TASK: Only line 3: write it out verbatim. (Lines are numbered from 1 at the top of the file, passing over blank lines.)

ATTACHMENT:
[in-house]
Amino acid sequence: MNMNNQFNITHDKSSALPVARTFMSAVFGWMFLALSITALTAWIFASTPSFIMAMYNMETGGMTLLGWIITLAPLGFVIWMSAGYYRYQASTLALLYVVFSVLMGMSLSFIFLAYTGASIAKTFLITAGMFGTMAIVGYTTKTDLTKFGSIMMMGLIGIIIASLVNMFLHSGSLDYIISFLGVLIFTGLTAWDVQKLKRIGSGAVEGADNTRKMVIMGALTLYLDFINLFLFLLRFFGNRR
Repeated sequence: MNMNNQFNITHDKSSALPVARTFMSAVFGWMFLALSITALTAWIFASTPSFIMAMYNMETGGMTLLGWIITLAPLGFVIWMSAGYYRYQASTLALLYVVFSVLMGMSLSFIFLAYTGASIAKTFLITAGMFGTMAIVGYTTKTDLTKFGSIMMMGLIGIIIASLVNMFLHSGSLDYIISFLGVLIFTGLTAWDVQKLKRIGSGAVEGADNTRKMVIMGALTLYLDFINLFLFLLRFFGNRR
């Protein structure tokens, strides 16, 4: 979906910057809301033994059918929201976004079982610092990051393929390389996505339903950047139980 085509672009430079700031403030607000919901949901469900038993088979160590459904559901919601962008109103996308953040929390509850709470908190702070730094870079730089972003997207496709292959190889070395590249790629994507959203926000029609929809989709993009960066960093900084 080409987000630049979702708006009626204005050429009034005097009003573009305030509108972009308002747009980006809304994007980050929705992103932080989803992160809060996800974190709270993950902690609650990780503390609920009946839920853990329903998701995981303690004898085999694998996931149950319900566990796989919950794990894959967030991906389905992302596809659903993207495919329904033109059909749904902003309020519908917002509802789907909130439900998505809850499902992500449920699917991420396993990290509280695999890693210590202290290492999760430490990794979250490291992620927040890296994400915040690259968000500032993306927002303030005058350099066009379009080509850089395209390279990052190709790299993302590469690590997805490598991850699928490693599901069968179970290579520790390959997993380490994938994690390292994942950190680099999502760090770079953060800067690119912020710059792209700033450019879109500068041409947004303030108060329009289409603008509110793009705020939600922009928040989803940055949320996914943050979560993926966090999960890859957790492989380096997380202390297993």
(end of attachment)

Repeated sequence: MNMNNQFNITHDKSSALPVARTFMSAVFGWMFLALSITALTAWIFASTPSFIMAMYNMETGGMTLLGWIITLAPLGFVIWMSAGYYRYQASTLALLYVVFSVLMGMSLSFIFLAYTGASIAKTFLITAGMFGTMAIVGYTTKTDLTKFGSIMMMGLIGIIIASLVNMFLHSGSLDYIISFLGVLIFTGLTAWDVQKLKRIGSGAVEGADNTRKMVIMGALTLYLDFINLFLFLLRFFGNRR